People struggling with chronic homelessness will be given a chance to rent under a formal Housing First strategy.
The City of Nanaimo has foot the bills for the past three years to test a rent supplement program, administered by the Nanaimo Region John Howard Society. Now it’s contributing $45,000 to a more formal Housing First strategy.
It’s part of a city strategy to house the homeless and has seen success, according to John Horn, the city’s social planner, who said most tenants have been able to stay in apartments, and in some cases have withdrawn from the program to manage the unit on their own
The idea, just like the city’s supportive housing complexes, is to provide stable housing for those who have previously struggled with homelessness so they can address other issues like mental health and addiction.
They are provided with outreach support and live in market housing, like townhouses and apartments.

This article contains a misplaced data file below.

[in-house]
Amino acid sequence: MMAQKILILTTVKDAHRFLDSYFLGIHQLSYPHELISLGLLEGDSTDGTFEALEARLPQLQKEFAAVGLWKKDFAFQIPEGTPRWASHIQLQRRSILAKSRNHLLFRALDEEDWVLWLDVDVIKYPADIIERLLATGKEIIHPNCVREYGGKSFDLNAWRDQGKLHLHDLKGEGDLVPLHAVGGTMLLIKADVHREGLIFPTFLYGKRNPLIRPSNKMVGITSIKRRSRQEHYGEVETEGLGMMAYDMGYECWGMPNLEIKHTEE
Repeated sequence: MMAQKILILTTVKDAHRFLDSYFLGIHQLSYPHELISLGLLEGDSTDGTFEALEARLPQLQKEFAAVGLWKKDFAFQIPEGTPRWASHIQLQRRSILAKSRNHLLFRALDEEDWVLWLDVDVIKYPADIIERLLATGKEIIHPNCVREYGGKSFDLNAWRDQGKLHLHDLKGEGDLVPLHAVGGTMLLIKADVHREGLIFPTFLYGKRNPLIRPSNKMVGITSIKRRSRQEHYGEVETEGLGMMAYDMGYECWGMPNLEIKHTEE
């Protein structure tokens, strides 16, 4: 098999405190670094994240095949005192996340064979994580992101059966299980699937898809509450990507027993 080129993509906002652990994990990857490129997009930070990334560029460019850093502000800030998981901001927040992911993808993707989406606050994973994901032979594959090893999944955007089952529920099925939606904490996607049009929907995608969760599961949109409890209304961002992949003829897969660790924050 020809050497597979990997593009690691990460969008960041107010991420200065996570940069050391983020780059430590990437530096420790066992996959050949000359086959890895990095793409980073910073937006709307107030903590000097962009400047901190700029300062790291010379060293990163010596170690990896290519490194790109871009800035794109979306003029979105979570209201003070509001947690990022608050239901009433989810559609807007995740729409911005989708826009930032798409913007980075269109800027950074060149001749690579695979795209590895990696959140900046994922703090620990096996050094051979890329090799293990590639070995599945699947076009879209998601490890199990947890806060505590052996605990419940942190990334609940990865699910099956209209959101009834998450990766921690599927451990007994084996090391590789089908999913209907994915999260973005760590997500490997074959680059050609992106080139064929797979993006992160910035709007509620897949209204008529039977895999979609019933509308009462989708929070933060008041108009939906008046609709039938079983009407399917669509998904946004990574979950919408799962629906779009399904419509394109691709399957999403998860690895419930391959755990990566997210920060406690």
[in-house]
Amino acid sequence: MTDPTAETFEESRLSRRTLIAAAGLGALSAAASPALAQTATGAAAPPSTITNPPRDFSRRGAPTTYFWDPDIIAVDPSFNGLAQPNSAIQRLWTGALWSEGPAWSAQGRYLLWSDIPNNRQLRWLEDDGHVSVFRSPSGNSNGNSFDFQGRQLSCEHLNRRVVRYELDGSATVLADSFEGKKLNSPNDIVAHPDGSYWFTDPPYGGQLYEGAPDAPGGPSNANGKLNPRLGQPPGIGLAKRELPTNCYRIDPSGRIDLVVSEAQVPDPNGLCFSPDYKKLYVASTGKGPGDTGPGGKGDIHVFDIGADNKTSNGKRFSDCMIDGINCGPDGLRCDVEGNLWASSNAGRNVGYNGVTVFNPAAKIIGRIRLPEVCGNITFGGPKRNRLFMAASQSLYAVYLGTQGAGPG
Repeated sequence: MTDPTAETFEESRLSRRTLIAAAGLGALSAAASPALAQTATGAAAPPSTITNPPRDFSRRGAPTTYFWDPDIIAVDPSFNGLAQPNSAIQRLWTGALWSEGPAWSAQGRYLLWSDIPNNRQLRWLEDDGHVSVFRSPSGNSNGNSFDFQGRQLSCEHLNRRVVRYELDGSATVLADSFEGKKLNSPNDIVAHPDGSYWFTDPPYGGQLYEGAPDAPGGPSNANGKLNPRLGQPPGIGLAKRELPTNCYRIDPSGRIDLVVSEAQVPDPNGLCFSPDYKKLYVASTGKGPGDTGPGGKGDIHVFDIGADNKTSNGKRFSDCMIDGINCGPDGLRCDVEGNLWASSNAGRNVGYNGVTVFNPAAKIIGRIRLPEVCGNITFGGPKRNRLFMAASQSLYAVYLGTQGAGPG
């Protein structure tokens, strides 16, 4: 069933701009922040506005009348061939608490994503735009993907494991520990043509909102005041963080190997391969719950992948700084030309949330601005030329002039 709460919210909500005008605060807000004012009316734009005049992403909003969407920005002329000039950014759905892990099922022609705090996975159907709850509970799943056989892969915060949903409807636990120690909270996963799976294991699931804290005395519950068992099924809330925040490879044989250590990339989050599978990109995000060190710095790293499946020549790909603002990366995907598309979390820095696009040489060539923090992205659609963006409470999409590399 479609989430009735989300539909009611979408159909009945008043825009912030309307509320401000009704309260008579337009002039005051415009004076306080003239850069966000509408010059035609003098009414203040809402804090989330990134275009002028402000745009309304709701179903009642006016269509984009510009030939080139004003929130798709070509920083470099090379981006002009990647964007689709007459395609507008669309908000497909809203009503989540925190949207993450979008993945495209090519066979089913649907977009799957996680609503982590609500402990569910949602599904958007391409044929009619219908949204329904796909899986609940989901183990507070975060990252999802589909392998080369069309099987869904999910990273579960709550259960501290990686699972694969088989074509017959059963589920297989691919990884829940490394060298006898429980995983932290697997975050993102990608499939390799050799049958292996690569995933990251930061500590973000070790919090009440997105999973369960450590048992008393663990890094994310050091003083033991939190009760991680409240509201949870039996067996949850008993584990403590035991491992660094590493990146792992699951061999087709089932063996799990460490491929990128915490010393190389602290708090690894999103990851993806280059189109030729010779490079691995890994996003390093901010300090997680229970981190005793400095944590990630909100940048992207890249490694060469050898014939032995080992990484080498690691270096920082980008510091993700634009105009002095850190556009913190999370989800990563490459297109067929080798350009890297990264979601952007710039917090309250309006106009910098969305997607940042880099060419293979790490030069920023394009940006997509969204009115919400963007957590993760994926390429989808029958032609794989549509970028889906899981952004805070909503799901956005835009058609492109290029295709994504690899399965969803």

Tenants chip in $375 from their income assistance cheques and the city tops up the rent, tallying about $200 monthly for each unit. Six apartments have been supported to date.
Nanaimo city council has agreed to support another six units over two years to the tune of $45,000. It will also seek dollars from B.C. Housing.
John McCormick, executive director of the John Howard Society, said the pilot was a modified Housing First program and has helped people to stay healthy. With a formal Housing First strategy, they will be applying that experience to people who might be considered more difficult to house.
“[Funding] allows us as the agency that’s moving this program forward to house a targeted 10 people by March 31, 2016,” he said.
The agency has already begun to collect referrals.